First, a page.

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Paul’s Posts

PS Audio founder and CEO, Paul McGowan, takes a few hours each day to write to readers of his daily post series. Subjects range from how to setup your system to helping you understand the complex technical issues of streaming, vinyl, tubes, transistors, loudspeakers, holographic imaging and more. Not much is sacred; there’s no hype or sales pitch. Easy to subscribe and even easier to unsubscribe if you wish. Join us.

Working backwards 1

Posted 6 hours ago

In any good detective novel we start with the crime scene first and work our way backwards to find the culprit. It’s no different when discovering sources of hum. As I did with the garage door remote control problem, we want to isolate the issue down to what works, then branch out to find what doesn’t. Just […]
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Hummin’ along 1

Posted 13 hours ago

Why do systems hum? Not in answer to the classic Audiophile joke or Ella Fitzgerald’s famous 1960′s memory lapse, which earned her a Grammy for Mack The Knife. They hum for a multitude of reasons: transformers, ground loops, shielding, poor design etc. Fortunately the root cause of hum can be discovered with a rather easy technique, […]
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One step at a time 11

Posted 1 day ago

It’s typically easier to fix than to find problems. Finding what the root cause of a problem is takes time and a careful routine. For example, yesterday I described the strange circumstance of interference from my theater lighting system with the garage door opener. Today I want to start explaining how I arrived at this […]
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Shedding light on problems 12

Posted 2 days ago

In yesterday’s post Troubleshooting, I described a problem I was having with my garage door opener. It just suddenly stopped working. Nothing I could think of would explain it. One day it worked, the next it was dead. I tried everything I could think of. Nothing helped. Everything I tried only deepened the mystery. And […]
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Troubleshooting 5

Posted 3 days ago

Finding and fixing problems is a learned skill that can be honed over many years of experience. I have rarely seen this skill come naturally to people, though I suppose it must be a part of some of us. For me it took a number of years to get good. The term itself, troubleshooting, originated from […]
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Fear 20

Posted 4 days ago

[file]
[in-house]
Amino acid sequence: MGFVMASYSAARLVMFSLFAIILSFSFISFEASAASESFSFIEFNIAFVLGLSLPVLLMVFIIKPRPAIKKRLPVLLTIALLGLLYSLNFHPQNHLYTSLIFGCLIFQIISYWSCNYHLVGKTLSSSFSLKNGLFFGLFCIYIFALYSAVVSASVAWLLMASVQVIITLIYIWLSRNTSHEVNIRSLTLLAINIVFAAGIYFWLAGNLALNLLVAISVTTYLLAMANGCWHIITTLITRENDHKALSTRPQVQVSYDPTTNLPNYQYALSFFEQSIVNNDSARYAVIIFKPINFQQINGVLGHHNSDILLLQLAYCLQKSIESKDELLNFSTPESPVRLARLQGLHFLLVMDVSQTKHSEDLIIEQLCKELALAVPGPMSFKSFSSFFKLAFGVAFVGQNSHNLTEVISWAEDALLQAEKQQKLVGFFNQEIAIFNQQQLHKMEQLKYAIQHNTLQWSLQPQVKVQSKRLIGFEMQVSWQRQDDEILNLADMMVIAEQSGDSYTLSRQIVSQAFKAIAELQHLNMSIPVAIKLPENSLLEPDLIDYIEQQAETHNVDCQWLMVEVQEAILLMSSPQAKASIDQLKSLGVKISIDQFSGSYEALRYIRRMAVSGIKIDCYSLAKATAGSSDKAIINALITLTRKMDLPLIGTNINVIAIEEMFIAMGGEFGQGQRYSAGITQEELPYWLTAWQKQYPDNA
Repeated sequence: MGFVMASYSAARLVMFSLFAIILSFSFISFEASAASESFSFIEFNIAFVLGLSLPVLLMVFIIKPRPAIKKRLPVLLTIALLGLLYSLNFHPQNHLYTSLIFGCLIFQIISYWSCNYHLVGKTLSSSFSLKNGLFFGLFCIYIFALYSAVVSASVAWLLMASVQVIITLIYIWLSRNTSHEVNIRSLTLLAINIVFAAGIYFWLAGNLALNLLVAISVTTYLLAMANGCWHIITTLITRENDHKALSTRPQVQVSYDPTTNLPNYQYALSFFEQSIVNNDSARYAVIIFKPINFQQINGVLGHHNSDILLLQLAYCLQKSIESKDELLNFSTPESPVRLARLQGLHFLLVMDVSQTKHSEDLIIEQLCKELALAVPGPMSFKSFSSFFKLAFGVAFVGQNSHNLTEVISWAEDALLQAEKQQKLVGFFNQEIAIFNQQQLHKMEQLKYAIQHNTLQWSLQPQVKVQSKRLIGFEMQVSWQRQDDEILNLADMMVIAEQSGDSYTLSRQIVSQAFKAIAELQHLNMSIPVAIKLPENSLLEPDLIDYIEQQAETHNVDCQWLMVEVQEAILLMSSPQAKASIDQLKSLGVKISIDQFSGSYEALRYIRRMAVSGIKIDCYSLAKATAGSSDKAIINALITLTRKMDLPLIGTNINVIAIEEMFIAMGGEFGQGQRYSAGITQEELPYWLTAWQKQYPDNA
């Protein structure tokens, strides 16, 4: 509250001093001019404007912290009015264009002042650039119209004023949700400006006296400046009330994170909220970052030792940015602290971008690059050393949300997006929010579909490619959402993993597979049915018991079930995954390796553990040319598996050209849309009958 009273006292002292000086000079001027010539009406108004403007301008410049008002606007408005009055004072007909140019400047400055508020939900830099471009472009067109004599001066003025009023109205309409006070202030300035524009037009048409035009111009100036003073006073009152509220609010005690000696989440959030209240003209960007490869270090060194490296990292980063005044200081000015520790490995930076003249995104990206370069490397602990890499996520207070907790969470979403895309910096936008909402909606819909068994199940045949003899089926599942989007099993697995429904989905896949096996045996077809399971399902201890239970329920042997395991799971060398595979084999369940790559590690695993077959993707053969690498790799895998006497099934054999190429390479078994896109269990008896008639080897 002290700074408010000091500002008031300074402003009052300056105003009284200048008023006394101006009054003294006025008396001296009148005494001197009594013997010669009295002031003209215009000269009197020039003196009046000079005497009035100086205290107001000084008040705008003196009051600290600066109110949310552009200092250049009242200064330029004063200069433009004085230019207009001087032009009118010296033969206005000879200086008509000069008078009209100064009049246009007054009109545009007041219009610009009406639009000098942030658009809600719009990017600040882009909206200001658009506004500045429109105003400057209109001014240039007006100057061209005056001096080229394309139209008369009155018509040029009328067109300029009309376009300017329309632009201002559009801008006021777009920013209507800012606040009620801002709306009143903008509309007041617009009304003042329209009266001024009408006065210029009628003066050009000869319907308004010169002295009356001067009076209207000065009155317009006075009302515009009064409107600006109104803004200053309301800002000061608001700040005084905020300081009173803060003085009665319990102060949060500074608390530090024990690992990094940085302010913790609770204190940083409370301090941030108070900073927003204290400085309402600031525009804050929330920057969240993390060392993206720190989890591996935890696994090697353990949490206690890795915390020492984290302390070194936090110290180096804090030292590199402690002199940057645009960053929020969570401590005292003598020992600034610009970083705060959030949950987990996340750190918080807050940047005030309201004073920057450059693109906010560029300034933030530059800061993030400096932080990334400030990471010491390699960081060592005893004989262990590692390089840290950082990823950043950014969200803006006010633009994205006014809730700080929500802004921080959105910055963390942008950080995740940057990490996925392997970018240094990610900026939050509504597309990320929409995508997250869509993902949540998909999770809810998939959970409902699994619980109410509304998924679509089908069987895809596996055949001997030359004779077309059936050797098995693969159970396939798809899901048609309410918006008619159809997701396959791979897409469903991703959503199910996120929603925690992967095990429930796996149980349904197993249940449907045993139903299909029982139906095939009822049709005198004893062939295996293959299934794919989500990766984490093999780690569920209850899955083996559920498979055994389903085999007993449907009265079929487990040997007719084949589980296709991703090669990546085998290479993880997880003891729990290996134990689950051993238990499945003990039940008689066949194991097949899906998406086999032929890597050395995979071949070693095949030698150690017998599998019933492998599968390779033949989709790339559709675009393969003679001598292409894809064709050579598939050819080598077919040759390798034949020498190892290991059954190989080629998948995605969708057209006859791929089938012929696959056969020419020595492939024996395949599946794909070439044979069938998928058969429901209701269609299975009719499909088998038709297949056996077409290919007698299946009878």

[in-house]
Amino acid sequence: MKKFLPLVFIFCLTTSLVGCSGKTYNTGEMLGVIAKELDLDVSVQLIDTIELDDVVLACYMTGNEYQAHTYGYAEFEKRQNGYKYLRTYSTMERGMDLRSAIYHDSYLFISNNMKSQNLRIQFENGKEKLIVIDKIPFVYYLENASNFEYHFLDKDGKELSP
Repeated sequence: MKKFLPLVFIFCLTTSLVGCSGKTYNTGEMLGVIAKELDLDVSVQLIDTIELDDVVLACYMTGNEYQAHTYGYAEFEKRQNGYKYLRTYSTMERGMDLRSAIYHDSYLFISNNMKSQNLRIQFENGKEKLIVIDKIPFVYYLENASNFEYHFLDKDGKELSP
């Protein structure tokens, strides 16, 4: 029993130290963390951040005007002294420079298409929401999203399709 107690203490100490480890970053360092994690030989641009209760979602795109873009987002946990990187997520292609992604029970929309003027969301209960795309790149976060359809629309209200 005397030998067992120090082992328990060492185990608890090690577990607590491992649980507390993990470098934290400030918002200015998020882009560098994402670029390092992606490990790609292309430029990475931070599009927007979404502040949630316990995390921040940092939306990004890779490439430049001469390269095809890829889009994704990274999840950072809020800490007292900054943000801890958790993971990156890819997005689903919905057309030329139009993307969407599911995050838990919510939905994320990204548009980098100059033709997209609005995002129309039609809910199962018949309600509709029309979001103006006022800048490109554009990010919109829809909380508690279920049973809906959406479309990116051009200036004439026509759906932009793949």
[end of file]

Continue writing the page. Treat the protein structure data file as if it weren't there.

Fear’s a funny thing. Useful for some things, not much for others. Fear’s good to keep you alive. Fear’s bad when it holds you back from exploring new things and being safe. And fear plays tricks on us. I mentioned in yesterday’s post I might fear ridicule at the hands of those who scoff at […]
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Need anyone say more? 31

Posted 5 days ago

My friend Mark (aka. Soundminded), a frequent contributor to the comments section of these posts, posed a question of his own. I will paraphrase: “Would I rather have a great performance and a bad recording or vice versa?” Most of us would immediately respond we’d prefer a great performance over a great recording. But what about the […]
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Paul’s Picks 18

Posted 6 days ago

I have written many times about some of the musical selections I rely upon to evaluate speakers, electronics and cables. I am often asked for a partial list of Paul’s picks. Here’s a list with some pertinent notes. Holly Cole, Temptation, Train Song. My friend Arnie turned me on to this old chestnut. Great for tonality […]
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How do you know? 9

Posted 1 week ago

…when you’re right? It’s a great question. If we design by listening and that listening is performed on an imperfect system, playing in an imperfect room (as all are and do), how can you design by listening? Wouldn’t the biases of the system and room enter into each of your designs? Indeed this is a […]
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It might sound good 4

Posted 1 week ago

… but nothing’s perfect, not even live music; it has imperfect venues to be played in. We were discussing complementary transistors: PNP and NPN devices. They too are not perfect. Each alone has its own quirks but they are different. And that’s a problem when we try and divide the top half of the sine […]
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An idea worth spreading 0

Posted 1 week ago

Christmas is fast approaching and we are reminded this is a time of giving. There are many in our community that haven’t as much as we do. There are families that struggle to make ends meet, to heat their homes, to put healthy food on the table. For some in our community Christmas doesn’t mean opening presents […]
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Complements 5

Posted 1 week ago

One of the reasons people tend to like the sound of single device amplifiers is inherent in their very design: a single ‘sex’ device. By ‘sex’ we are referring to the type of device (in the same way as we might describe male vs. female). Tubes have only one ‘sex’ but transistors have two: positive […]
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5